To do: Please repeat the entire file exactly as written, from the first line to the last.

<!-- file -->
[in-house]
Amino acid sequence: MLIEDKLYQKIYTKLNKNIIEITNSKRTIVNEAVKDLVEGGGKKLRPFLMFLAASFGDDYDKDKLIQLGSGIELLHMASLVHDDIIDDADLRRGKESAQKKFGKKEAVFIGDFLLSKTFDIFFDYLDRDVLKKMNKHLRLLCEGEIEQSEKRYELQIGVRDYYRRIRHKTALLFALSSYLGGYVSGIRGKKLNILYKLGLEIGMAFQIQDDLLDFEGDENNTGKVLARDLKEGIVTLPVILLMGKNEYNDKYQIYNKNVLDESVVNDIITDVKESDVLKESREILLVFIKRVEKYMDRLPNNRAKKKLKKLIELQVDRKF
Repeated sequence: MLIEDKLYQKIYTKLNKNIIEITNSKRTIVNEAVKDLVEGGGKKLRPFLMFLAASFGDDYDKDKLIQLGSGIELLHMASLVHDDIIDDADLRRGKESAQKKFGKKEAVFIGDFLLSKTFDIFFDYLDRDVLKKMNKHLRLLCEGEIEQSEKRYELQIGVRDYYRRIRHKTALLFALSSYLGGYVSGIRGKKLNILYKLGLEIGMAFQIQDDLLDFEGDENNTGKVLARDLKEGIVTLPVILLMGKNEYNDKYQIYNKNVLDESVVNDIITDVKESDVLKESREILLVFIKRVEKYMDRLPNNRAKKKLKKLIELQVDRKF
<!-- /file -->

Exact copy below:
[in-house]
Amino acid sequence: MLIEDKLYQKIYTKLNKNIIEITNSKRTIVNEAVKDLVEGGGKKLRPFLMFLAASFGDDYDKDKLIQLGSGIELLHMASLVHDDIIDDADLRRGKESAQKKFGKKEAVFIGDFLLSKTFDIFFDYLDRDVLKKMNKHLRLLCEGEIEQSEKRYELQIGVRDYYRRIRHKTALLFALSSYLGGYVSGIRGKKLNILYKLGLEIGMAFQIQDDLLDFEGDENNTGKVLARDLKEGIVTLPVILLMGKNEYNDKYQIYNKNVLDESVVNDIITDVKESDVLKESREILLVFIKRVEKYMDRLPNNRAKKKLKKLIELQVDRKF
Repeated sequence: MLIEDKLYQKIYTKLNKNIIEITNSKRTIVNEAVKDLVEGGGKKLRPFLMFLAASFGDDYDKDKLIQLGSGIELLHMASLVHDDIIDDADLRRGKESAQKKFGKKEAVFIGDFLLSKTFDIFFDYLDRDVLKKMNKHLRLLCEGEIEQSEKRYELQIGVRDYYRRIRHKTALLFALSSYLGGYVSGIRGKKLNILYKLGLEIGMAFQIQDDLLDFEGDENNTGKVLARDLKEGIVTLPVILLMGKNEYNDKYQIYNKNVLDESVVNDIITDVKESDVLKESREILLVFIKRVEKYMDRLPNNRAKKKLKKLIELQVDRKF